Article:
Also, I discovered Snow! 
The film was amazing and I definitely recommend everyone to watch it (and read the book) once it's out in a theatre near you. So obvious, to try and get you to do that, I'm going to share my thoughts on the film.

Warning: this is going to be all rambly, possibly incoherent and very likely spoiler-ish. You've been warned.

First things first: between Silence the novel and Silence the film, the novel will always win. It has a greater complexity to it (at least for me), and it was what got me interested in Japan. That being said, the movie was fantastic. I've been waiting for this since last March when I heard that it was being filmed. So you can imagine my excitement.

Silence, if you've never heard of it, is a novel by Endo Shusaku, a Japanese who happened to be Catholic. He wrote lots of great novels, but Silence happens to be considered his masterpiece. The story is about two Jesuit priests who have arrived in Nagasaki. It's the Tokugawa era, and Christians are severely persecuted. The two priests have heard rumours that their teacher, Ferreira, has apostatized and came to find out the truth, plus minister to the faithful.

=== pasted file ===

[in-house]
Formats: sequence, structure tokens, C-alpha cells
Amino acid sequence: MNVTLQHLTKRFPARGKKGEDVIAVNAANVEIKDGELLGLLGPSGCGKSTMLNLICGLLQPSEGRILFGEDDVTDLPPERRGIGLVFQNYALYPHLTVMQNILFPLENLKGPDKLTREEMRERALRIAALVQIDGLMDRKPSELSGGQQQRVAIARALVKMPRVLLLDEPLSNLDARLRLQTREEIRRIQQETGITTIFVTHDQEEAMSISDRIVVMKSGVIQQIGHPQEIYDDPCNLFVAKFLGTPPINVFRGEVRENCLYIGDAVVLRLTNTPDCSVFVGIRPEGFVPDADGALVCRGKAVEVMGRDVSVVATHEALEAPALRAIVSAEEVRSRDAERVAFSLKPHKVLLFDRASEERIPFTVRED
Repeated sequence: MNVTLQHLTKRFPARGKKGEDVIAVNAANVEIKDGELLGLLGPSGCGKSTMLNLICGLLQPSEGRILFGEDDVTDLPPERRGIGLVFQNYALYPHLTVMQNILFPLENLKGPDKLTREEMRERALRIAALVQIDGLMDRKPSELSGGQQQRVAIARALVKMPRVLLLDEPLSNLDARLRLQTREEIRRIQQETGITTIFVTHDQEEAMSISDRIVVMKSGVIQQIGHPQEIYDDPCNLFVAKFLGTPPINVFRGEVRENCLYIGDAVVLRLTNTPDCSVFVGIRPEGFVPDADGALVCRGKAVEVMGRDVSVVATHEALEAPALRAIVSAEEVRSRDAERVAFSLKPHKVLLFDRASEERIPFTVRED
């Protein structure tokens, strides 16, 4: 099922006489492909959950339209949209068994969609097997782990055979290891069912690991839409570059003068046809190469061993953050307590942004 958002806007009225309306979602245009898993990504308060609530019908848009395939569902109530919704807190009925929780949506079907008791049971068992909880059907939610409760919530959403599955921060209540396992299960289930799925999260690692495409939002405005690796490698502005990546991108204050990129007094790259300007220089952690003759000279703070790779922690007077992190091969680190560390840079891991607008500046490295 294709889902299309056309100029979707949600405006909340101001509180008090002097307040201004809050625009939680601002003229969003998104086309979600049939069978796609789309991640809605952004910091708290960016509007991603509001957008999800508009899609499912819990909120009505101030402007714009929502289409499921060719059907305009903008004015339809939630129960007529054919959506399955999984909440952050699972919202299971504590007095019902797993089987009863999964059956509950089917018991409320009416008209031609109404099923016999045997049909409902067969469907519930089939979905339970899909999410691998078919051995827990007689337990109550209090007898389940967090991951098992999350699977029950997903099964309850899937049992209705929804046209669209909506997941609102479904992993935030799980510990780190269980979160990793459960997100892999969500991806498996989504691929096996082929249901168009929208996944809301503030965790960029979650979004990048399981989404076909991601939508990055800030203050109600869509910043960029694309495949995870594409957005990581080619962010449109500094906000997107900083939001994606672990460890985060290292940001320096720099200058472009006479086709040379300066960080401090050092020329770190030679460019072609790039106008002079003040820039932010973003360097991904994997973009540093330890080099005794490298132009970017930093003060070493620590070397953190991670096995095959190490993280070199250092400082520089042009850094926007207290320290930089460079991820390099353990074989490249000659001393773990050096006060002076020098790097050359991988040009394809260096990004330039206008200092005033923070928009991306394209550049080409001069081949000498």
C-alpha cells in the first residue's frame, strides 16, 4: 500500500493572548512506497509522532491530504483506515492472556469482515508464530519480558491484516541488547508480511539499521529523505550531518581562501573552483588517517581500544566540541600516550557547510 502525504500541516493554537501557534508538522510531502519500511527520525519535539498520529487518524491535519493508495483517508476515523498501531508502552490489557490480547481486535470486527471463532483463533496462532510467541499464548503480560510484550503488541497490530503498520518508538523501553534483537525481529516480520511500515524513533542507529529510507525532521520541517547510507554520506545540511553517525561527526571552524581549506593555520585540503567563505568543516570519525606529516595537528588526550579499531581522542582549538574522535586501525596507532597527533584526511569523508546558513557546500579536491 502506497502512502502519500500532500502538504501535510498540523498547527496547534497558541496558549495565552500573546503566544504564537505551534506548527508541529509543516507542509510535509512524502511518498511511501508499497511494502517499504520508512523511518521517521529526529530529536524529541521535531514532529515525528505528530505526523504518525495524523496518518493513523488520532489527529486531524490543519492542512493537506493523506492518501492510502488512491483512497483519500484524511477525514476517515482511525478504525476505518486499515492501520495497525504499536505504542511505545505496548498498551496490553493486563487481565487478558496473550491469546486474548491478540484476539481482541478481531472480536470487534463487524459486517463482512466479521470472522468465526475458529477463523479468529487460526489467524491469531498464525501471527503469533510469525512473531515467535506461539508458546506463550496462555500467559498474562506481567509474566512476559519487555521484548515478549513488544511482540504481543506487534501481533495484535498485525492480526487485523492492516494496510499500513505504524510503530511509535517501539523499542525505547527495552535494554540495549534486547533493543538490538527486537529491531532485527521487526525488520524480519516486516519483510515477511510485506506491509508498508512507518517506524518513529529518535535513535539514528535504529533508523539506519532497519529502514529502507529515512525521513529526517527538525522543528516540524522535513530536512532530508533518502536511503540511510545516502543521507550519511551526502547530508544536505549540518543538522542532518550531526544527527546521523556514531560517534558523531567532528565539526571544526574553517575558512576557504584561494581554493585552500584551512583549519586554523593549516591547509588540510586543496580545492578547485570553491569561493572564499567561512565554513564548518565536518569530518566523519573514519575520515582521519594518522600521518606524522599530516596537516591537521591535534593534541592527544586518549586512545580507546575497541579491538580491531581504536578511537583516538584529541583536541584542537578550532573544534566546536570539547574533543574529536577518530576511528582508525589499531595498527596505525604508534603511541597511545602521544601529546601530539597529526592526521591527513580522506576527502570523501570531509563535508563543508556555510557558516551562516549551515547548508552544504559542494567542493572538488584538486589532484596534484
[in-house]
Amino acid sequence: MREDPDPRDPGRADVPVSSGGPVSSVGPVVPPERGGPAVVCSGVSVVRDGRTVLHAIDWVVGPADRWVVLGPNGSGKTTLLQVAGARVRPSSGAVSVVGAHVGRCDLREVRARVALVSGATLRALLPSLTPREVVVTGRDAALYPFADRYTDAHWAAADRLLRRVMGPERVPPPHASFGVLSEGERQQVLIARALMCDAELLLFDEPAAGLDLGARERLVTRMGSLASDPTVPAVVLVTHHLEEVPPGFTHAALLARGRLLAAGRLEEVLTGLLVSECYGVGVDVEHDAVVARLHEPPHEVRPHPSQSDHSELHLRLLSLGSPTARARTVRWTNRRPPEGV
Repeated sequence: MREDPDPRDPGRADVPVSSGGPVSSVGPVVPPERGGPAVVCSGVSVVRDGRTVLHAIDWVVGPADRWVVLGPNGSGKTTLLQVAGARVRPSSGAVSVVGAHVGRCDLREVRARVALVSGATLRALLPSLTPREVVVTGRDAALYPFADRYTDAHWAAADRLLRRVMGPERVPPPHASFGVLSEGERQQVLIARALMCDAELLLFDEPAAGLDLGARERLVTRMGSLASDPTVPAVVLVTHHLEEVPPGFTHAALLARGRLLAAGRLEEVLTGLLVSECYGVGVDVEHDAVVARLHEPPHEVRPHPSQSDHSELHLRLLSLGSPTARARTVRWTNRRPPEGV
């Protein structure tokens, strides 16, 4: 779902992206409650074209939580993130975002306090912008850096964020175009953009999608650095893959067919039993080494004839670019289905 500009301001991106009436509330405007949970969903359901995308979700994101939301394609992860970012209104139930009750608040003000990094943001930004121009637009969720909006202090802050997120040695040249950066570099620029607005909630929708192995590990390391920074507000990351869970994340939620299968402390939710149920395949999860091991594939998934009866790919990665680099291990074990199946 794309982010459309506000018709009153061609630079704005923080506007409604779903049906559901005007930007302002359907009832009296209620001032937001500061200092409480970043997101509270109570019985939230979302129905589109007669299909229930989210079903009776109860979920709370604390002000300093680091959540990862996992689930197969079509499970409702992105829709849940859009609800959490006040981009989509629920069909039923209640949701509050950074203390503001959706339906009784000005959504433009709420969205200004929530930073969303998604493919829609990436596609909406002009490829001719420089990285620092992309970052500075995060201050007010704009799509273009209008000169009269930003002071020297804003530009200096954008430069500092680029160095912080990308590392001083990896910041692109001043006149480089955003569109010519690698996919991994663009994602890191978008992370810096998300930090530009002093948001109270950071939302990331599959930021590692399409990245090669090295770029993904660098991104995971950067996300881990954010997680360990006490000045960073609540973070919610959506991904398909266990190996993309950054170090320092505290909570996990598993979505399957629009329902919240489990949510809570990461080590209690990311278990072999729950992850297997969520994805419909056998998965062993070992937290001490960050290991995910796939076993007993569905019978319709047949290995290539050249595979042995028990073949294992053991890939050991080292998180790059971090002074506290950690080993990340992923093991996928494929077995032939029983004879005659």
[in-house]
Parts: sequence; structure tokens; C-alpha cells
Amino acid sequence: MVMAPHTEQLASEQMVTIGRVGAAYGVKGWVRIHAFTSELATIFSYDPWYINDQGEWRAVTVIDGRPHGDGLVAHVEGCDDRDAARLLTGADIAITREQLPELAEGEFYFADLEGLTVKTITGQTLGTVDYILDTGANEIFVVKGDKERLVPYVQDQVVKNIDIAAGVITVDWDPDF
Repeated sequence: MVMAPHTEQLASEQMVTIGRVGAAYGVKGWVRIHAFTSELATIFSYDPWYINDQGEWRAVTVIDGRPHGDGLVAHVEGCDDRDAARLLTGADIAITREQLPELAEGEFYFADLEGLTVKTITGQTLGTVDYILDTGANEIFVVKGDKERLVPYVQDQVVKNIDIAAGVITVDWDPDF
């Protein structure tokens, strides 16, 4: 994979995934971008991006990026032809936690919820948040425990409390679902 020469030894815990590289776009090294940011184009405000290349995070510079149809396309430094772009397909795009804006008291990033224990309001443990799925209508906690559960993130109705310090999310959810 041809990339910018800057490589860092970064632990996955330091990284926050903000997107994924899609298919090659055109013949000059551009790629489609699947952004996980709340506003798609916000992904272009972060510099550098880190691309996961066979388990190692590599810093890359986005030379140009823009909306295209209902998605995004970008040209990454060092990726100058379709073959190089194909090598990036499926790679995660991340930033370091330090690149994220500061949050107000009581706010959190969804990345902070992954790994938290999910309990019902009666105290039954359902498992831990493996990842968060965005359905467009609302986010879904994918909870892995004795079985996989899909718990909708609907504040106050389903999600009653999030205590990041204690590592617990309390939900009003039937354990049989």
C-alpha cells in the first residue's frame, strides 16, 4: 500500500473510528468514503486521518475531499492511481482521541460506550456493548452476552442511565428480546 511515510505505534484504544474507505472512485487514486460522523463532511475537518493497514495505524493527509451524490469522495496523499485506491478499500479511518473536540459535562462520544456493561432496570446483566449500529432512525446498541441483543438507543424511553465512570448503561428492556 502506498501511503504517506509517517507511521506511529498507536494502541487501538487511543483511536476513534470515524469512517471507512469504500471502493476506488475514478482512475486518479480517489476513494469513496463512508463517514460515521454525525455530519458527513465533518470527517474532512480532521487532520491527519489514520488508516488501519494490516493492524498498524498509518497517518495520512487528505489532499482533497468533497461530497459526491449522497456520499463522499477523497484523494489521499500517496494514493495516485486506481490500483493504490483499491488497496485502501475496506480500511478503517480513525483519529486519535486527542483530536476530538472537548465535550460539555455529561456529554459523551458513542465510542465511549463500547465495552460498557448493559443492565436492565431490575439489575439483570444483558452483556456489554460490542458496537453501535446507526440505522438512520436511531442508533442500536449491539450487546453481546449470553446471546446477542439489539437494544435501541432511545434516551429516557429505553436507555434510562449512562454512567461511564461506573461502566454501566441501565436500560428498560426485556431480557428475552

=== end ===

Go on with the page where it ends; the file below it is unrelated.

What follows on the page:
As you can imagine, this is not a happy movie. The scenes of torture are many and varied, and music is largely absent. The atmosphere of the book was carried over pretty well, and I love the movie for that.

So anyway, one of the priests is Rodrigues and it is his story that we follow. He's played by Andrew Garfield, but I managed not to see Spider-Man after five minutes. Rodrigues meets Kichijiro (Yosuke Kubozuka), a complex guy who repeatedly apostatizes and then returns. And if you're interested, Kichijiro was one of the main characters I analysed for my EE. Sorry, forgot to say that I loved this so much I dissected it for my EE. (When I found this was going to be a movie, I emailed my EE teacher immediately)
Christ did not die for the good and beautiful. It is easy enough to die for the good and beautiful; the hard thing is to die for the miserable and corrupt.
I'm not doing a very good job of it, but the story explores the themes of faith and love - whether one can apostatise and still be a Christian, and whether it is better to apostatise to save a few or to remain firm and to bring about more martyrs.

And I think the book does a better job of exploring this moral dilemma. In the film, it is more obvious (to me, anyway), that these men are making the selfish choice when they commit apostasy. I should note that when I was talking about this film to my friend, she thought that the moral dilemma was very well-conveyed, so it may just be me, because I've been thinking about it ever since I read the book. So anyway, my thoughts: